Abnormalities in the hypothalamic-pituitary-adrenal axis, including hypocortisolaemia and super suppression in the dexamethasone suppression test, the opposite to that seen in the dexamethasone suppression test, the opposite to that seen in depression, together with abnormalities in regional blood flow in the basal ganglia and orbit frontal cortex, as seen in obsessive compulsive disorder, have been found, as have increased noradrenergic and serotonergic central activity.

Reduced hippocampal volume was reported in posttraumatic stress disorder in Vietnam veterans. The hippocampus mediates conscious memory, inclusive of traumatic events, while the amygdala mediates unconscious memories, for example autonomic aspects of trauma. Decreased medial prefrontal and anterior cingulated areas have been found in neuroimaging studies, which correlate with increased activity in the amygdala, resulting in hypersensitivity to external threats, which is seen in posttraumatic stress disorder.4

Risk Factors

  1. Presence of childhood trauma
  2. Borderline, antisocial, dependent or paranoid personality traits.
  3. Inadequate family or peer relationships
  4. Being female
  5. Genetic vulnerability to psychiatric disorders
  6. Recent stressful life events
  7. Perception of an external locus of control (natural cause) rather than an internal one (human one).
  8. Recent excessive alcohol intake

 

Classification

Posttraumatic stress disorder is classified as an anxiety disorder.

The characteristic symptoms are considered Acute if lasting less than three months, Chronic if persisting three months or more, and With Delayed Onset if the symptoms first occur after six months or some years later.

PTSD is distinct from the briefer acute stress disorder.5

Comorbidity

Co morbid psychiatric diagnoses are present in up to 80% of patients.

Major depressive disorder (MDD) is among the most common of co-morbid conditions for both men and women, affecting nearly 50%. Alcohol abuse (in the majority) and conduct disorder (over 40%) are also highly co morbid in men. Additionally, there is a threefold to sevenfold increased risk for both men and women to be diagnosed with other anxiety disorders, including, generalized anxiety disorder (GAD), panic disorder, and specific phobias. Most studies have failed to find an increased risk of MDD or drug abuse for trauma-exposed individuals who are not diagnosed with PTSD.6 The same has been found for alcohol abuse or dependence in males, but not females. This suggests that MDD and substance abuse (with the exception of alcohol abuse in women) are not likely to be psychiatric conditions that independently occur outside of PTSD in response to trauma; rather they appear more likely either to be the result of PTSD or to share antecedent genetic or environmental factors.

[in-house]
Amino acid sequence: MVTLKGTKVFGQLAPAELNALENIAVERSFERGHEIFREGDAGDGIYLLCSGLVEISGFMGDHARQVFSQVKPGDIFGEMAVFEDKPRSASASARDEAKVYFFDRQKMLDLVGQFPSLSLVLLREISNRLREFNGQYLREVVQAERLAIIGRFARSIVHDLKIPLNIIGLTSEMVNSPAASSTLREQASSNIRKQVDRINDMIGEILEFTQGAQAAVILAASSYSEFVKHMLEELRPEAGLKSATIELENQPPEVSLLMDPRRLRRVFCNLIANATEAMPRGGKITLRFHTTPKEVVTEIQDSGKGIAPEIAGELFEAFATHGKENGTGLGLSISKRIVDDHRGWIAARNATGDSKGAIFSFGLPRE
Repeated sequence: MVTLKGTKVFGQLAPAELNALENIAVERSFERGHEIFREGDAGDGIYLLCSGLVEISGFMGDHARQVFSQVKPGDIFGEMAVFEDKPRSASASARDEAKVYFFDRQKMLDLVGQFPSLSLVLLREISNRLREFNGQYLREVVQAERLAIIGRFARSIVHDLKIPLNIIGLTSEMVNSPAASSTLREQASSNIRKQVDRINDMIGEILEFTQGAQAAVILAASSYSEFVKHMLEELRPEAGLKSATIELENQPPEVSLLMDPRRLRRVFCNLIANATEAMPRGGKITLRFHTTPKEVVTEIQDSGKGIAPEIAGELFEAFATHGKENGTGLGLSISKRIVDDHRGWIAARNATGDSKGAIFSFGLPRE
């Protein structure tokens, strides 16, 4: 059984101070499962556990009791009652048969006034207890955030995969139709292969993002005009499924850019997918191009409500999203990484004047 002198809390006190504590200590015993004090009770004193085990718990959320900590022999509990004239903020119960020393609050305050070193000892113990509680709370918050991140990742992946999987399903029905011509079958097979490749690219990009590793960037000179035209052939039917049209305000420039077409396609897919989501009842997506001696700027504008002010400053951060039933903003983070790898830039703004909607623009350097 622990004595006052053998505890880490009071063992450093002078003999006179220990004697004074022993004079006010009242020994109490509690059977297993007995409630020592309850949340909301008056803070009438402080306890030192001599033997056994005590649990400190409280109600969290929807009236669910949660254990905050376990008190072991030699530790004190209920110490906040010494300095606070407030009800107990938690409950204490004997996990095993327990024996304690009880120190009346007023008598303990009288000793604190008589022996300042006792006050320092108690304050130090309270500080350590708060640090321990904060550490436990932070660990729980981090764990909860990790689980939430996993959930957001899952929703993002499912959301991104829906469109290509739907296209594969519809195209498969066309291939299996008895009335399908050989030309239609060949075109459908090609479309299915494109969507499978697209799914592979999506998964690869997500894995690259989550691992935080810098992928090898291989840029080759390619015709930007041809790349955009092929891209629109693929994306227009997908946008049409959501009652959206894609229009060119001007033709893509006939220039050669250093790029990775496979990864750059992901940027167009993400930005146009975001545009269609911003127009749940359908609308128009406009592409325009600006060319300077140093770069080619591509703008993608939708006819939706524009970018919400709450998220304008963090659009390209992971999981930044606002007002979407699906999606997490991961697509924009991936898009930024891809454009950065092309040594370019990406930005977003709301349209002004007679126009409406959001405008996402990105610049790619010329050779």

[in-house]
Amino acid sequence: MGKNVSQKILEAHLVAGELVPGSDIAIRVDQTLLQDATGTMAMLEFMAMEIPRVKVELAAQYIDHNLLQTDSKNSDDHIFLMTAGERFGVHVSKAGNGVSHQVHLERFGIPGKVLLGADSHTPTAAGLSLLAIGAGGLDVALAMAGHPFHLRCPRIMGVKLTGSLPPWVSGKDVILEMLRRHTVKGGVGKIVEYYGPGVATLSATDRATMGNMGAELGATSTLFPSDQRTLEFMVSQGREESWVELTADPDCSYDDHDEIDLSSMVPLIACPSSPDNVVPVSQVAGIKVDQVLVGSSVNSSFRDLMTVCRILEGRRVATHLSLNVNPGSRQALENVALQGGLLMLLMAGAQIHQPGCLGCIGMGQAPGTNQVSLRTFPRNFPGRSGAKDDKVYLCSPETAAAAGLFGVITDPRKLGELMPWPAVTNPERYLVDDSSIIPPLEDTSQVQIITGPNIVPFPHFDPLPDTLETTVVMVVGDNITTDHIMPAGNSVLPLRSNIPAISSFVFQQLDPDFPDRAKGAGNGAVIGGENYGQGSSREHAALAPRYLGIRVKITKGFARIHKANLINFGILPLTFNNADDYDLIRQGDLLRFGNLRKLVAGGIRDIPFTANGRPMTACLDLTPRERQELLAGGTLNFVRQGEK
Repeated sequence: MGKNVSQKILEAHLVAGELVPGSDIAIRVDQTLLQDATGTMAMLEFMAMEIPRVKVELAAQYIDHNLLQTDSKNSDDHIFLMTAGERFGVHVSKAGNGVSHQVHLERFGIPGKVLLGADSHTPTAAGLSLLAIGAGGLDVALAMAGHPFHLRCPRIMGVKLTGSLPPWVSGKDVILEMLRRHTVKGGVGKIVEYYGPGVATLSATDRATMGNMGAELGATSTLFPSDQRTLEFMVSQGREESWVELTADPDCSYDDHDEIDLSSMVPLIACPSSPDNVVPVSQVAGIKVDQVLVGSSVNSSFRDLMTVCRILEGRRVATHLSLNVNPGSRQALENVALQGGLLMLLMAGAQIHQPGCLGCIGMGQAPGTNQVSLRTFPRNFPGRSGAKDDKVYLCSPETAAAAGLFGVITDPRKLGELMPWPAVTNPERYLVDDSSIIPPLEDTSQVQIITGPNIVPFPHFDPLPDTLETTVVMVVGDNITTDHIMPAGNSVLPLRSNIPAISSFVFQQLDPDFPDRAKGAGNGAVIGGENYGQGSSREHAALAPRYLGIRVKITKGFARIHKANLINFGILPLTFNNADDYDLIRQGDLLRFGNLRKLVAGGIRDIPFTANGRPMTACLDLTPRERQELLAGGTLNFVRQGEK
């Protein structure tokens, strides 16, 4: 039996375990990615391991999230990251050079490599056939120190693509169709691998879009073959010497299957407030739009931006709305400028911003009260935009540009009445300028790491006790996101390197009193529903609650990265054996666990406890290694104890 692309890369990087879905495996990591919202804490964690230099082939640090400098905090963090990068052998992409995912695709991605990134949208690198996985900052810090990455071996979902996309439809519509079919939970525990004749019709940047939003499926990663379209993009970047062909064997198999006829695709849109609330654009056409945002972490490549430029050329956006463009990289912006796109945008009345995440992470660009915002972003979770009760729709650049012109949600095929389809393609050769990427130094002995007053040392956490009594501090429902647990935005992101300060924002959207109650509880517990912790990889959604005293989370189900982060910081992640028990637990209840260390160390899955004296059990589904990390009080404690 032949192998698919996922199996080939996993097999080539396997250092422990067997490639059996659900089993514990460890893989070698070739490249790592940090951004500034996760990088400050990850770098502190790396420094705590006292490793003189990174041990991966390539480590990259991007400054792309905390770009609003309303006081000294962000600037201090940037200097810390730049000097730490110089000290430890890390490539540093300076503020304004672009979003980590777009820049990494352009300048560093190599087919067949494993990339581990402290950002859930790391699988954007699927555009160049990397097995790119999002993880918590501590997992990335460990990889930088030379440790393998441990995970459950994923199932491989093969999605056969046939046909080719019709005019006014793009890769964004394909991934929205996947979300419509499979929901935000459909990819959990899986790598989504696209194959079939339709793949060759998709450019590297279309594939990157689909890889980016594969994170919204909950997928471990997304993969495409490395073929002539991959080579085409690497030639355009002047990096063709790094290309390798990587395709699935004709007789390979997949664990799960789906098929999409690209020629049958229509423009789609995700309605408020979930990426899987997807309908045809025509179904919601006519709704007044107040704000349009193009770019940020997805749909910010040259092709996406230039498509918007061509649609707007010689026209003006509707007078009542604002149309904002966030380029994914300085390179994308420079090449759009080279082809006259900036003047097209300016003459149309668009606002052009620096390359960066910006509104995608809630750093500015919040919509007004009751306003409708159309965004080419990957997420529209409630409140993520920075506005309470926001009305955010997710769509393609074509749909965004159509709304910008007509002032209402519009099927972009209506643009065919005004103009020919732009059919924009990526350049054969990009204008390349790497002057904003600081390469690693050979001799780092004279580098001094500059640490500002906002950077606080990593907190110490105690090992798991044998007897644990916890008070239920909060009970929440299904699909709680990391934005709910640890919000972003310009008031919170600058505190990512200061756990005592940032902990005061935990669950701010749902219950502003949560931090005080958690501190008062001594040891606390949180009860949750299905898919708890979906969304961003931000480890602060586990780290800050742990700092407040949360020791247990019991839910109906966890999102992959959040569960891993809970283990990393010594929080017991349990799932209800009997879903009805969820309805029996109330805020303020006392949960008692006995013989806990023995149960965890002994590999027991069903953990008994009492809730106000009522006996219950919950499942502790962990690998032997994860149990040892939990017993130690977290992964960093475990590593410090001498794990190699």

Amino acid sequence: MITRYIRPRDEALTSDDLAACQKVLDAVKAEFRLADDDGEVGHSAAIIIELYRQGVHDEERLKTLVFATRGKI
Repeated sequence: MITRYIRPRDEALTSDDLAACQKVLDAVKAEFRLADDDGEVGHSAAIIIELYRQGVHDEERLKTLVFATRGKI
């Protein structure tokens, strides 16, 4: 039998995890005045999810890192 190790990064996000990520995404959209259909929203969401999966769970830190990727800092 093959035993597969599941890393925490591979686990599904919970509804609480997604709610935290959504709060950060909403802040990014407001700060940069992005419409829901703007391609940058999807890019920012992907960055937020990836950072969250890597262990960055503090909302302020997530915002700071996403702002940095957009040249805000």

Prognosis

Recovery from PTSD appears to be most pronounced within the first year following trauma exposure. Large scale epidemiological studies suggest a remission rate of approximately 25% at 6months and 40% at 1 year.7 Regardless of treatment, more than 30% of individuals diagnosed with PTSD appear never to remit. If PTSD remission has not occurred within 6 to 7 years after the trauma, the chance for significant recovery thereafter appears to be quite small.8 An estimated 10% to 15% of all Vietnam combat veterans, and nearly 30% of those with high or very high combat exposure, were found to have PTSD 12 years following the cessation of combat.9 Twenty-eight percent of adult survivors of the Buffalo Creek flood failed to show remission from PTSD after 14 years. Many of the risk factors for the development of PTSD also appear to be relevant to increased risk for a chronic course (eg co morbidity, multiple trauma exposures, negative social support and trauma severity). In addition, the presence and intensity of avoidance and numbing symptoms may specifically predispose towards a chronic, rather than a remitting course of illness in PTSD.10

In the majority of cases, the appearance of PTSD occurs shortly following traumatic exposure. Approximately 94% of rape victims meet the full PTSD symptom criteria 1 week following the traumatic event.11

In prisoners of war from World War 11 and the Korean War, increased rates of PTSD have been observed in older veterans as they age, with over 10% reporting an increase in PTSD symptoms some 40 years following discharge from the war despite having experienced relative remission during the preceding 25 to 30 years.12

Management

Central to most treatment approaches is the rehearsal of the trauma story, either in a cognitive-behavioural approach, which may include imaginal or in vivo exposure and may be combined with adjunctive anxiety management, or in a technique called testimony. The aim is to rehearse the trauma and reawaken associated emotions, but in a way that can be tolerated and processed without leading to avoidance. Verbal recall represents behavioural exposure to a traumatic event, and the aim is to achieve habituation to it. Audiotape desensitisation using the individual’s own account of the trauma may also be of value.